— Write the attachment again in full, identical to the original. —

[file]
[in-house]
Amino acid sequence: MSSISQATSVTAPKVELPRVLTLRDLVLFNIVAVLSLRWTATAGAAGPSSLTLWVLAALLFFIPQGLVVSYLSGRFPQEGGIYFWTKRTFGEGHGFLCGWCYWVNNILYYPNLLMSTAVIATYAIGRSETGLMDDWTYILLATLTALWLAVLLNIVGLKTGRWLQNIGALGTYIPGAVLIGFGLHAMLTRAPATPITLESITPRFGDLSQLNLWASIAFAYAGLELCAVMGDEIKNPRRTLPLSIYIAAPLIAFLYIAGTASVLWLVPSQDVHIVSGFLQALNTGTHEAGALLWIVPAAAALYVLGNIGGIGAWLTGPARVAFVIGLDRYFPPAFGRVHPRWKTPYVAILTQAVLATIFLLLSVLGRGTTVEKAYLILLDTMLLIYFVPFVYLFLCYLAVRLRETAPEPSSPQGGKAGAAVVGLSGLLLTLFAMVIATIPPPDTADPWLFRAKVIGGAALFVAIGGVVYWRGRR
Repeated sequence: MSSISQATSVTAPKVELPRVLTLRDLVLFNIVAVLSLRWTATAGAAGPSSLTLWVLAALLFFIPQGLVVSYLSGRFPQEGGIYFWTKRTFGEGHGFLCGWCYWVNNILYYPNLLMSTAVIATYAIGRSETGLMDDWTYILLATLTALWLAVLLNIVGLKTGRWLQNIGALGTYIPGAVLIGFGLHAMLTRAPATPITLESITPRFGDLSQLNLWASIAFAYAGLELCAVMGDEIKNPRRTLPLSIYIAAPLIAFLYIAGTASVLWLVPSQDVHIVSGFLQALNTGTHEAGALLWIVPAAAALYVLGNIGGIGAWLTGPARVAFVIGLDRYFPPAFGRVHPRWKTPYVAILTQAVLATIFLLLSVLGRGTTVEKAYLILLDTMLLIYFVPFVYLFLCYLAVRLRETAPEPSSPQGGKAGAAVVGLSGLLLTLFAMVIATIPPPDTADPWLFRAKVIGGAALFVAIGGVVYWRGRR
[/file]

[in-house]
Amino acid sequence: MSSISQATSVTAPKVELPRVLTLRDLVLFNIVAVLSLRWTATAGAAGPSSLTLWVLAALLFFIPQGLVVSYLSGRFPQEGGIYFWTKRTFGEGHGFLCGWCYWVNNILYYPNLLMSTAVIATYAIGRSETGLMDDWTYILLATLTALWLAVLLNIVGLKTGRWLQNIGALGTYIPGAVLIGFGLHAMLTRAPATPITLESITPRFGDLSQLNLWASIAFAYAGLELCAVMGDEIKNPRRTLPLSIYIAAPLIAFLYIAGTASVLWLVPSQDVHIVSGFLQALNTGTHEAGALLWIVPAAAALYVLGNIGGIGAWLTGPARVAFVIGLDRYFPPAFGRVHPRWKTPYVAILTQAVLATIFLLLSVLGRGTTVEKAYLILLDTMLLIYFVPFVYLFLCYLAVRLRETAPEPSSPQGGKAGAAVVGLSGLLLTLFAMVIATIPPPDTADPWLFRAKVIGGAALFVAIGGVVYWRGRR
Repeated sequence: MSSISQATSVTAPKVELPRVLTLRDLVLFNIVAVLSLRWTATAGAAGPSSLTLWVLAALLFFIPQGLVVSYLSGRFPQEGGIYFWTKRTFGEGHGFLCGWCYWVNNILYYPNLLMSTAVIATYAIGRSETGLMDDWTYILLATLTALWLAVLLNIVGLKTGRWLQNIGALGTYIPGAVLIGFGLHAMLTRAPATPITLESITPRFGDLSQLNLWASIAFAYAGLELCAVMGDEIKNPRRTLPLSIYIAAPLIAFLYIAGTASVLWLVPSQDVHIVSGFLQALNTGTHEAGALLWIVPAAAALYVLGNIGGIGAWLTGPARVAFVIGLDRYFPPAFGRVHPRWKTPYVAILTQAVLATIFLLLSVLGRGTTVEKAYLILLDTMLLIYFVPFVYLFLCYLAVRLRETAPEPSSPQGGKAGAAVVGLSGLLLTLFAMVIATIPPPDTADPWLFRAKVIGGAALFVAIGGVVYWRGRR